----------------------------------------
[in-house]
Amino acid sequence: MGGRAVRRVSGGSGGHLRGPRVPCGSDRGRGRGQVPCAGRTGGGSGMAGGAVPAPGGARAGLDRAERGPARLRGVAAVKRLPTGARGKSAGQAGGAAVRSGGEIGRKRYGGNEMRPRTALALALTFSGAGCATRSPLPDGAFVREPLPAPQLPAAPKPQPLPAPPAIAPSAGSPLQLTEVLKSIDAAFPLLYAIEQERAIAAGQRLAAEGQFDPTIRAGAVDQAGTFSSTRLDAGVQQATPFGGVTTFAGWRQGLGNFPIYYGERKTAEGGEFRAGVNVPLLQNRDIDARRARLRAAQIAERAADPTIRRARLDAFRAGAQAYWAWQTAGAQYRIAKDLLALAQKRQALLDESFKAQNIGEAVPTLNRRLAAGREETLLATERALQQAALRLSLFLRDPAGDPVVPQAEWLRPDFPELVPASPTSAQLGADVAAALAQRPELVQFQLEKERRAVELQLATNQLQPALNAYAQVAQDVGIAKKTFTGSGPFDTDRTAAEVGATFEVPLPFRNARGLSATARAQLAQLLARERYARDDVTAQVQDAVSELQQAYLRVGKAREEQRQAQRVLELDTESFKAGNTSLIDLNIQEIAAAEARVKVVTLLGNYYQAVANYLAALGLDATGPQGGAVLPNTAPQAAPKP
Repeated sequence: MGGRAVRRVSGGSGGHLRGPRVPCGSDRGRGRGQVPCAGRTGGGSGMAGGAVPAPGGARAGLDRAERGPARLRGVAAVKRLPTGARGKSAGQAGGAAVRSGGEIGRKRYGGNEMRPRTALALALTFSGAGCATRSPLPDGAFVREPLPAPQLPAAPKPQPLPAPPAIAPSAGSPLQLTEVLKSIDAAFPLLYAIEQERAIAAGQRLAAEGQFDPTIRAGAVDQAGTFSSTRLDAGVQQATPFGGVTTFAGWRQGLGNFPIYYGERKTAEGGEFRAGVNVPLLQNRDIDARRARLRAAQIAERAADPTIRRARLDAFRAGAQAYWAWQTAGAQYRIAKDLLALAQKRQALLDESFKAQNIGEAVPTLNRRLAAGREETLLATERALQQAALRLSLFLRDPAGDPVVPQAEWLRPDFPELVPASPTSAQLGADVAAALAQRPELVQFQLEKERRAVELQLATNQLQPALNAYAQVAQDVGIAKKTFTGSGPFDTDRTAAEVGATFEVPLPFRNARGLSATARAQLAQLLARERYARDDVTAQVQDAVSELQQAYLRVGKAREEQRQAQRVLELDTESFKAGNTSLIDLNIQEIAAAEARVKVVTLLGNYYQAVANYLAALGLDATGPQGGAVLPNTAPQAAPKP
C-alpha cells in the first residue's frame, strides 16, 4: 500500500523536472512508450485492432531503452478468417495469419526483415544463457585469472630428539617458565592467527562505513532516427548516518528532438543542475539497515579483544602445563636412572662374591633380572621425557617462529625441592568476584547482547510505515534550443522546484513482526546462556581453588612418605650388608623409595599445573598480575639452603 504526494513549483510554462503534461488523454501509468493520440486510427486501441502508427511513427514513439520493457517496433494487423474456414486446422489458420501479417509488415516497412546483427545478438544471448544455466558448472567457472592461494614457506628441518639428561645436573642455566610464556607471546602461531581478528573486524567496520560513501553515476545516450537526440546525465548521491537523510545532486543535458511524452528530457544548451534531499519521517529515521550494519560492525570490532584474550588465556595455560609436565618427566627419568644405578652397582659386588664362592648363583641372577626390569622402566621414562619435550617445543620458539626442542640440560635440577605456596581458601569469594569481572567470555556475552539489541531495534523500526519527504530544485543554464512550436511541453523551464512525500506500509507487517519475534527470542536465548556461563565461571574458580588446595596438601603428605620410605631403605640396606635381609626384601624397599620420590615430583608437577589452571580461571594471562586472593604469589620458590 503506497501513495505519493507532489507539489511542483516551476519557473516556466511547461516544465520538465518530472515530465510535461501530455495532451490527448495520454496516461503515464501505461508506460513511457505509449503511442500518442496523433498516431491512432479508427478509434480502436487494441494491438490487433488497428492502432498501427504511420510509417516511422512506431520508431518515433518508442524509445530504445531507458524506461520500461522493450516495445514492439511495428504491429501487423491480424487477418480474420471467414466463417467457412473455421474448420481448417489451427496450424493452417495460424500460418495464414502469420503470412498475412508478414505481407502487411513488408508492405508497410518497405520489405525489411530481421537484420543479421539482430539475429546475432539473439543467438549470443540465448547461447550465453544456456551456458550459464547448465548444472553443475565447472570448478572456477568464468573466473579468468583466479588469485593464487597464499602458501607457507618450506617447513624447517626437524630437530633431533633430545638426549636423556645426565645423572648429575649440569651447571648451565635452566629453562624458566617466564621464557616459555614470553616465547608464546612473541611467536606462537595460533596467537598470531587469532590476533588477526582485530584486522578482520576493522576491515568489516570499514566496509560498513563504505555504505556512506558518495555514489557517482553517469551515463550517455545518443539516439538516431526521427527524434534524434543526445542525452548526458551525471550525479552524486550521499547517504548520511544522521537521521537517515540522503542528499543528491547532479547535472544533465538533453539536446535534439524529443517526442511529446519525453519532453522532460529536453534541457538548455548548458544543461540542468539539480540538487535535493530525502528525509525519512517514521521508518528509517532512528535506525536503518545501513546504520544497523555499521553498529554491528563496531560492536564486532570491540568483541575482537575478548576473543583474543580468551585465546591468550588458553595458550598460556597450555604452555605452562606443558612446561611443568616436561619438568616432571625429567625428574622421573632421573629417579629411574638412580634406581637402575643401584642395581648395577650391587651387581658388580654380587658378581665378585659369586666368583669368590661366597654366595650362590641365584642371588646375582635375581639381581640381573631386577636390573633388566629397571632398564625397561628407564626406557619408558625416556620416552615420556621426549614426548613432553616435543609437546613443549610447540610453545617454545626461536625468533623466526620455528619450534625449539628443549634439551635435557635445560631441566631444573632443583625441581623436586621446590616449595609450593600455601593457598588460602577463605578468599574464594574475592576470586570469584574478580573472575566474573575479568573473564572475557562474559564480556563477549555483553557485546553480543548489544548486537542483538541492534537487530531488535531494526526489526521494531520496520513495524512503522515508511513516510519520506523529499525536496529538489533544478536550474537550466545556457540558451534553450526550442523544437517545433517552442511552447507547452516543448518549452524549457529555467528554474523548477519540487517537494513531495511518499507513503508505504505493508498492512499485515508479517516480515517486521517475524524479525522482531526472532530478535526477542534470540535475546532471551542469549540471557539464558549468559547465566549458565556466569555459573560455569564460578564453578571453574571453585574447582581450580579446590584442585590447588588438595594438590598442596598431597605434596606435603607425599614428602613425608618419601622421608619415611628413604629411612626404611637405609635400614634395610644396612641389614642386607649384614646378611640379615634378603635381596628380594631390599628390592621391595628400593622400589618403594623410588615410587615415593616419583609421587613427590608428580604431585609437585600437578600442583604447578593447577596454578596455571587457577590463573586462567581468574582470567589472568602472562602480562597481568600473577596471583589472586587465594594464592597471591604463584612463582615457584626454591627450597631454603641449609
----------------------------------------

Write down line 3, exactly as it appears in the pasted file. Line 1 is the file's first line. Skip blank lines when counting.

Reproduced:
Repeated sequence: MGGRAVRRVSGGSGGHLRGPRVPCGSDRGRGRGQVPCAGRTGGGSGMAGGAVPAPGGARAGLDRAERGPARLRGVAAVKRLPTGARGKSAGQAGGAAVRSGGEIGRKRYGGNEMRPRTALALALTFSGAGCATRSPLPDGAFVREPLPAPQLPAAPKPQPLPAPPAIAPSAGSPLQLTEVLKSIDAAFPLLYAIEQERAIAAGQRLAAEGQFDPTIRAGAVDQAGTFSSTRLDAGVQQATPFGGVTTFAGWRQGLGNFPIYYGERKTAEGGEFRAGVNVPLLQNRDIDARRARLRAAQIAERAADPTIRRARLDAFRAGAQAYWAWQTAGAQYRIAKDLLALAQKRQALLDESFKAQNIGEAVPTLNRRLAAGREETLLATERALQQAALRLSLFLRDPAGDPVVPQAEWLRPDFPELVPASPTSAQLGADVAAALAQRPELVQFQLEKERRAVELQLATNQLQPALNAYAQVAQDVGIAKKTFTGSGPFDTDRTAAEVGATFEVPLPFRNARGLSATARAQLAQLLARERYARDDVTAQVQDAVSELQQAYLRVGKAREEQRQAQRVLELDTESFKAGNTSLIDLNIQEIAAAEARVKVVTLLGNYYQAVANYLAALGLDATGPQGGAVLPNTAPQAAPKP